Tuesday, October 31, 2006

Whatever Happened To Conservativism?

Elections are up next. Let’s get political.

Though John Stuart Mill once said "Conservatives aren't stupid, but most stupid people are conservatives," I have the greatest respect for real conservative thought.

Yeah, I know. Hard to believe.

But it’s true.

My mom was a full-on western style libertarian conservative with an ideological and intuitive thing for personal responsibility and a suspicion of too much power of any kind. And an allergy about invading other countries or the smallest whiff of imperial arrogance. Oh, and a commitment to helping people become economically productive. And an even stronger commitment to affirm traditional values while recognizing the democratic (and libertarian) imperative to ‘live and let live.”

I remember walking the streets of San Francisco in 1964 as a 7 year old with my mom campaigning and handing out cans of orange pop labeled “Goldwater.” We were sticking it to The Liberal, Democratic Man. It took some cajones to support Barry Goldwater in the Bay Area in the mid-60’s. :^) My mom sometimes worried that those “crazy students” at Berkeley would follow us home after a Republican Party rally and “make trouble.”

I left ideological conservatism behind a long time ago because the real world version began to strike me as even more bogus than the usual political spin. When the people who talk about encouraging small government end up consistently expanding government more than ‘the crazy liberals’ you know you’re dealing with a shell game and misdirection aimed at getting well meaning folks to vote Republican. And when support for traditional values combined with a politically libertarian commitment to ‘live and let live” becomes weird southern-fried religious extremism it’s well past the time to head for the exits. And that was my take years ago. Probably not hard to guess my views on the current version of conservativism.

Yet old school, western style libertarian conservatism is worthy of respect. I've often thought that traditional conservativism and the best of liberalism are sort of a political ying and yang--you've got to have both if you want constructive and healthy political outcomes. In fact, I'd say traditional conservativism and liberalism go even deeper than politics. In many ways they reflect critical aspects of human personality and the way various people are 'hardwired' to view the world differently.

A bunch of students at the University of Colorado are setting up a new conservative organization aimed at rejecting what they believe is the betrayal of the best of traditional, libertarian conservative values by the current version of the Republican Party. They think Rovian conservatism is little more than gaining and maintaining power at any cost. Wonder how they got that idea?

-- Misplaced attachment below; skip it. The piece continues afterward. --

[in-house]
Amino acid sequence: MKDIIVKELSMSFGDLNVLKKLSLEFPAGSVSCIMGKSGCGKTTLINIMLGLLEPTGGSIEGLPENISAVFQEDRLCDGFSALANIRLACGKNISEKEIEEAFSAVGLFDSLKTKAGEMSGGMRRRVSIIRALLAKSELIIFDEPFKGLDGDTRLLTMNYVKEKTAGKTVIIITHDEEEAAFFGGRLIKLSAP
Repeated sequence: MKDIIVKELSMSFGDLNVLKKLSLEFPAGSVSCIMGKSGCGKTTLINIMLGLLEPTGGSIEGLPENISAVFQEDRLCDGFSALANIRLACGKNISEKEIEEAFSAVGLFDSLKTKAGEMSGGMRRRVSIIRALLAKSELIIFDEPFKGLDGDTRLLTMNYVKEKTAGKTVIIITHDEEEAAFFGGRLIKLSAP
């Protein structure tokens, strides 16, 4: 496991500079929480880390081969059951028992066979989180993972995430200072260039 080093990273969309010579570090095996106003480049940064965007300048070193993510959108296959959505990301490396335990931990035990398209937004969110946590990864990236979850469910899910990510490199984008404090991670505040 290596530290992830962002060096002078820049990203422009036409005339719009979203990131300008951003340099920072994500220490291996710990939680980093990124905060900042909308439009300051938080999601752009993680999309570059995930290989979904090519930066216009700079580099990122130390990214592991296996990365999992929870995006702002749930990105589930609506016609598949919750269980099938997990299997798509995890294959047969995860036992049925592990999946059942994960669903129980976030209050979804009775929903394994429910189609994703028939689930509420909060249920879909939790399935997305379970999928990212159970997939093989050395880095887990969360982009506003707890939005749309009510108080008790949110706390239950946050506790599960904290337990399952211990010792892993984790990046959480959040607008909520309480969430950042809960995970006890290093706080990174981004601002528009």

Good for them. Maybe their approach will catch on. I’d love to have a chance to vote for or against a new (old?) version of real world conservativism I can feel good about again.

Monday, October 30, 2006

Mid Course Correction

Washington (Reuters)

White House Press Secretary Tony Snow announced Friday that President Bush will no longer use the term “Stay the Course” to describe his policy toward the ill-fated invasion that has severely damaged his presidency and the election prospects of the Republican party.

Though publicly expressing confidence, White House insiders privately acknowledge that "the invasion has increased sectarian conflict and political division and has harmed a country we were trying to help."

One high ranking official at the State Department said, "Many of us now recognize that the right wing invasion of Washington was a big mistake."

Saturday, October 28, 2006

Ambitious Editor

Got an email yesterday from the editor of Common Ground Journal, an online theological journal with lots of readers among accomplished Christian folks trying to do some good in the developing world. CGJ is apparently a part of the Can Do Spirit Network.

Anybody with enough huevos to give their network that kind of name deserves an honest response.

She wants me to write an article explaining why the spread of Christianity in the two thirds world seems to have had "so little transformational impact" on society.

She’d also like me to break down the less common success stories and explain why some places seem to do better after a big bunch of folks come to Jesus.

I’ve got 3000 words :^)

I’m surprised she didn’t ask me to throw in my take on a unified, universal theory of physics.

I’m guessing she’s in her 20’s.

God bless young people.

Friday, October 27, 2006

Some Jokes Are More Equal Than Others

This Is How We Do It?

Some really interesting stuff from a couple of you in the comments section of the last post. Fun to think about humor in a little more depth.

Humor doesn’t translate well. It’s situation specific and fluid and so dependent on lots of almost unconscious references and right brain intuitive connections that it probably just can't make the journey across cultural barriers easily.

So when you do satire you can be pretty sure you’ll offend somebody.

And from my experience cross-culturally, when you do pretty much any kind of humor 'across culture' you're gonna get some ticked off folks and a whole lot of blank looks :^) Given how ethnically and ideologically diverse America is, you can't really do humor in any kind of public way without running the risk of hurting some feelings or confusing some people.

But unless you want to eliminate satire altogether--which would cut down big time on the general merriment quotient and remove one of the best and most powerful tools to remind us of our common pretentiousness--the goal of satire should be to take the risk to be funny but to do everything you can to avoid gratuitious offensiveness. Tricky, but I definitely think it's doable. Risk free humor simply isn't very funny cuz the risk part is what gives it the spice and the kick.